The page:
Comparative studies of reamed and unreamed intramedullary nailing have given conflicting results, and most of them have included relatively small sample size of patients (14-16). Giannoudis et al. found no difference in the rate of non-unions in their studies. These authors recommended the use of an unreamed technique, as it is quicker to insert and performs as well as to the reamed technique (17). Several prospective, randomized clinical trials have been published comparing reamed and unreamed antegrade femoral nailing. The rate of non-union ranged from 1% to 2% in the reamed group and from 0% to 8% in the unreamed group (15, 16). Duan xin et al. report in their systematic review, significantly lower delay-union and non-union with the use of reamed nailing compared to undreamed nailing. (P = 0.002 and P = 0.02 respectively) (9).

Tornetta and Tiburzi analyzed 83 fractures that had reamed nailing and 89 fractures that had nailing without reaming. They found a significantly shorter time for union in the reamed group compared to the unreamed group. This was most evident in distal femoral fractures (18). This effect could be related to fracture debris in trauma site that provide an autologus bone graft (8). Selvakumar et al. randomized 102 consecutive patients with closed femoral shaft fractures into 2 groups, one reamed (n = 52) and the other unreamed (n = 50). They found that the rate of nonunion was 0% and 8%, respectively (19). Reaming of the femoral canal has been shown to increase intramedullary pressure, including intravasation of bone marrow and fat into the venous blood system (20, 21).

Elevated pressure can result in fat embolism syndrome (FES), acute respiratory distress syndrome (ARDS), and even sudden death. In our study with unreamed femoral nailing there were no cases of FES or ARDS. To what extent reaming increases the risk for pulmonary complications is still unclear. Pape et al. have suggested that reaming the femoral canal may have a detrimental effect on pulmonary function and recommended nailing without reaming to reduce the risk of ARDS (22). Buckley et al. reported in a prospective, randomized study of 153 patients with isolated femoral fractures that there was no difference in pulmonary complications for reamed vs. unreamed intramedullary nails (23). In a large prospective, randomized, multicentre study, the Canadian Orthopedic Trauma Society found no significant difference in ARDS, between the reamed and unreamed groups. They also reported that the ARDS rate was too low to detect a significant difference (6). Xin Duan’s study also, did not detect significant (P = 0.78) difference in his review (9).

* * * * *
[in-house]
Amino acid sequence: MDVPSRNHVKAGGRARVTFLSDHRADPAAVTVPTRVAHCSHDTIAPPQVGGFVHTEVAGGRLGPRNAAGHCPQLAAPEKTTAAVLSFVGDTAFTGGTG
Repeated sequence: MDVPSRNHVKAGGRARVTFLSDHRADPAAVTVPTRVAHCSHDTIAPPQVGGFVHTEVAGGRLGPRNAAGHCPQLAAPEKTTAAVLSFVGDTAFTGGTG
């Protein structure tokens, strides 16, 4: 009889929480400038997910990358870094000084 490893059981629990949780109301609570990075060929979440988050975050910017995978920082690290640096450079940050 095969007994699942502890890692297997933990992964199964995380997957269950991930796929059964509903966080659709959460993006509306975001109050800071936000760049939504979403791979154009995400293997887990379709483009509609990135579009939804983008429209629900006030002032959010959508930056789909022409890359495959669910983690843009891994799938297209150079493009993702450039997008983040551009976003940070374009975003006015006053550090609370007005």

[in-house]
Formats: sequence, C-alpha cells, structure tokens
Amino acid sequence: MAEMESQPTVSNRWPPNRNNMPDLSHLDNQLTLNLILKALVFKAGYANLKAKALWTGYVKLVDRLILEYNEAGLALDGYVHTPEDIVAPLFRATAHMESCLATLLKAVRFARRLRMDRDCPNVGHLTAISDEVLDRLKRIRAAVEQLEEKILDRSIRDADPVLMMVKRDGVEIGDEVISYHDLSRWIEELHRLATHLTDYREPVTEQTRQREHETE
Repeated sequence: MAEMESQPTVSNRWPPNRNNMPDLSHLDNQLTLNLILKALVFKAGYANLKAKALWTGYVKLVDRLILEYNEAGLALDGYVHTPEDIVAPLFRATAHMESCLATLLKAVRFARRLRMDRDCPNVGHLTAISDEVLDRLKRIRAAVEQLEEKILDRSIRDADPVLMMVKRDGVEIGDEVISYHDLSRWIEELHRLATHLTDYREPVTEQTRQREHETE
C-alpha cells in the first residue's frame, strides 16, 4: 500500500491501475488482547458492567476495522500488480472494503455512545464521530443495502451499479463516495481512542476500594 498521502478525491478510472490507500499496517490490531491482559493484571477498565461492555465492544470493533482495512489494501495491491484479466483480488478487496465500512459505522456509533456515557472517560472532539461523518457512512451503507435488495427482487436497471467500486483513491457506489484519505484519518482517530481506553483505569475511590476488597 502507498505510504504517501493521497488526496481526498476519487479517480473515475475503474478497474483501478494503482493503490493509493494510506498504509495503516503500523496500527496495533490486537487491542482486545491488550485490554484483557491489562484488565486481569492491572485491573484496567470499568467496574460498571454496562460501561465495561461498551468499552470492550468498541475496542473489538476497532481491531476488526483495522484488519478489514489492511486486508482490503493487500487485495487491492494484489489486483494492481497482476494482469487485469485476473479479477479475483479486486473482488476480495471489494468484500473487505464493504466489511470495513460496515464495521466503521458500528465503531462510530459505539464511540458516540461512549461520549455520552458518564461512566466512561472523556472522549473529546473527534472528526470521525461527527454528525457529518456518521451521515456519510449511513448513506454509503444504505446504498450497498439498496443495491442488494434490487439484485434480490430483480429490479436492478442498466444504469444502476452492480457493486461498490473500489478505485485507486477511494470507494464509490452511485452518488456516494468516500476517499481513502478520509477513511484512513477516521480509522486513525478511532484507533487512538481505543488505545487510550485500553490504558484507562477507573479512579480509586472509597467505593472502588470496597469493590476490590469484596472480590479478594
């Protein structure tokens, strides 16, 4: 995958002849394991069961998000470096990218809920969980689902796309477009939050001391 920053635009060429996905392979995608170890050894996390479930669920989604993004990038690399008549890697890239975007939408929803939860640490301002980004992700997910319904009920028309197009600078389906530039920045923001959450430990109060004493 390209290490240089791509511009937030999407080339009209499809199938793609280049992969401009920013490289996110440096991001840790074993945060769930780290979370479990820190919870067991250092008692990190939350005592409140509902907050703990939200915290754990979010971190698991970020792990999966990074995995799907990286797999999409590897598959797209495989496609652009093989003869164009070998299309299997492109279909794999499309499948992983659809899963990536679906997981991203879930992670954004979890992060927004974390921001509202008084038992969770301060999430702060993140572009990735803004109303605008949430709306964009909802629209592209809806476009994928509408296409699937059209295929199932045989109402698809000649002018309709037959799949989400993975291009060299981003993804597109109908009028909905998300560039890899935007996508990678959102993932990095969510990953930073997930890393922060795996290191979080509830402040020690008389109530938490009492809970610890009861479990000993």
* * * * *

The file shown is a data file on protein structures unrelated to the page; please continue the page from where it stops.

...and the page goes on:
Bone et al. confirmed these findings and recommended that patients with pulmonary injuries and femoral fractures should have reamed intramedullary stabilization unless they are hemodynamically unstable. In these latter cases, they recommended early stabilization, but with use of an unreamed nail or plating technique (24). In this study, the incidence of infection in the ream group was low. We only had one case of superficial infection and without any deep infection, which is comparable with other studies. The reported incidence of infection complicating reamed intramedullary nailing varies between 0% and 3.3% (14). The infection rate in patients treated with unreamed nailing ranges from 0% to 2.9% (2, 14). However, some studies, reported no significant difference in infection rate between reamed and unreamed nailing (7, 17).

In the current study blood loss was higher in the ream group than the unream group (P = 0.00). Tornetta IIIP and Tiburzi D found similar results with more blood loss in the ream group (18). Surgical time was about half an hour longer in the ream group and in comparison to the unream group this difference was statistically valuable (P = 0.00). In our study we had no nail breakage; one secondary loss of reduction occurred in the unream group but angulations were acceptable and did not need revision. There was no statistically different in implant failure rates in recently published review, too (9).

Blood pressure and oxygen saturation during the operation were compared between ream and unream groups which showed statistical differences (P = 0.015 for BP change and P = 0.033 for oxygen saturation difference). A weakness in our study was that our series was small, but we think our results are reasonable. We advocate that unream nailing in traumatic femoral shaft fractures is a safe and effective procedure, especially in multi-trauma patients. The debate of whether to ream or not still continues. A large multicentre, randomized, controlled trial with sound methodology is needed to make a solid recommendation.